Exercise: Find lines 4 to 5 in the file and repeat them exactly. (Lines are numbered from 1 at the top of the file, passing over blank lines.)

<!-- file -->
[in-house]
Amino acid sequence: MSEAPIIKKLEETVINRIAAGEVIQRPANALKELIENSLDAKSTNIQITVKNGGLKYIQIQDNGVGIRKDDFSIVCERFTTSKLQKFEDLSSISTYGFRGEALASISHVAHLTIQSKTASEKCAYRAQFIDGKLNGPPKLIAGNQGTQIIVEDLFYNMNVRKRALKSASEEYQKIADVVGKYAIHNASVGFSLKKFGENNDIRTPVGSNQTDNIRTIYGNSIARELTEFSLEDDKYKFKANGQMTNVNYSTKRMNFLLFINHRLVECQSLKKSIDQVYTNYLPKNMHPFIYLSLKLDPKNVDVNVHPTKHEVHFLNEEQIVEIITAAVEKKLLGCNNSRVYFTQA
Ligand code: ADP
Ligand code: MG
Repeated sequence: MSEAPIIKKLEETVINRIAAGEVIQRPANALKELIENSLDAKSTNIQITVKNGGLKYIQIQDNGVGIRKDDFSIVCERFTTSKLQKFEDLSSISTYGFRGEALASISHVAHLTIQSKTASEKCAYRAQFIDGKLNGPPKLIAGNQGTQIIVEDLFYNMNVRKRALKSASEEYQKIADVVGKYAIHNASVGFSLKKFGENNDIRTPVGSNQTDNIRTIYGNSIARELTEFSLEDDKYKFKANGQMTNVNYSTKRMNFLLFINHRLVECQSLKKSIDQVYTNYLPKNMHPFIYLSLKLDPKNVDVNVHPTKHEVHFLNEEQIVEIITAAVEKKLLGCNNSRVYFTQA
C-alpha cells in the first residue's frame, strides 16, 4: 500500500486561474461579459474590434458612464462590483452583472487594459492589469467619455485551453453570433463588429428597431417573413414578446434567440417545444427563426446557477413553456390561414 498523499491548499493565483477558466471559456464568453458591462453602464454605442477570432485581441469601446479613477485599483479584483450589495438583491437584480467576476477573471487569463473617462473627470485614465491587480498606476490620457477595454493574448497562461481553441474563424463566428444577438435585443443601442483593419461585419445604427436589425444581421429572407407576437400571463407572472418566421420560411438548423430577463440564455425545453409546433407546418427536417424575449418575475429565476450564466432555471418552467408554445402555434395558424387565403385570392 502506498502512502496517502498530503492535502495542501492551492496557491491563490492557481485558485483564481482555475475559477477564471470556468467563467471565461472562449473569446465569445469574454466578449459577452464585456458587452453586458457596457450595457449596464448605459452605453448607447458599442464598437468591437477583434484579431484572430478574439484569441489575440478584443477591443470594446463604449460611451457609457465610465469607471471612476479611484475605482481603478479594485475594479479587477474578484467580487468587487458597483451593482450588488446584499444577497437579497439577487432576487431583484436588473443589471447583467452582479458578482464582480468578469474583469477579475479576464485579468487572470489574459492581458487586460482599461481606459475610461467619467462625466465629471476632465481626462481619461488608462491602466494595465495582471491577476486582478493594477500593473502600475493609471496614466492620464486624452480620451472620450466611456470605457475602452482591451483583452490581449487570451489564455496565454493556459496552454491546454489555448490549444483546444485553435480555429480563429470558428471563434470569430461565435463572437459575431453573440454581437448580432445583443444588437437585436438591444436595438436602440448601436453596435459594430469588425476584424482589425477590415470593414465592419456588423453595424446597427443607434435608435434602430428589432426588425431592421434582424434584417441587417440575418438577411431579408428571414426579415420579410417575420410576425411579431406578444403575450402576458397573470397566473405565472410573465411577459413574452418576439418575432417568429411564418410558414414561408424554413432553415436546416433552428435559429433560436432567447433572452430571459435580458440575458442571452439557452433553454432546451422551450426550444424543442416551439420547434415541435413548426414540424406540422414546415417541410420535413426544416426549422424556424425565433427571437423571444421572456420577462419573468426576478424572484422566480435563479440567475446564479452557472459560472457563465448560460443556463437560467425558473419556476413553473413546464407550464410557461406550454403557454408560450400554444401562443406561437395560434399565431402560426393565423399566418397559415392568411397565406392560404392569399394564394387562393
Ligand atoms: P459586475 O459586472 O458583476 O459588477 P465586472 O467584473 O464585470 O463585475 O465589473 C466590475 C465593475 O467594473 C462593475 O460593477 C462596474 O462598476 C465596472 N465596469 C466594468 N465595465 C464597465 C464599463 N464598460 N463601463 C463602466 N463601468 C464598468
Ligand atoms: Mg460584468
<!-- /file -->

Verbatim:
Ligand code: MG
Repeated sequence: MSEAPIIKKLEETVINRIAAGEVIQRPANALKELIENSLDAKSTNIQITVKNGGLKYIQIQDNGVGIRKDDFSIVCERFTTSKLQKFEDLSSISTYGFRGEALASISHVAHLTIQSKTASEKCAYRAQFIDGKLNGPPKLIAGNQGTQIIVEDLFYNMNVRKRALKSASEEYQKIADVVGKYAIHNASVGFSLKKFGENNDIRTPVGSNQTDNIRTIYGNSIARELTEFSLEDDKYKFKANGQMTNVNYSTKRMNFLLFINHRLVECQSLKKSIDQVYTNYLPKNMHPFIYLSLKLDPKNVDVNVHPTKHEVHFLNEEQIVEIITAAVEKKLLGCNNSRVYFTQA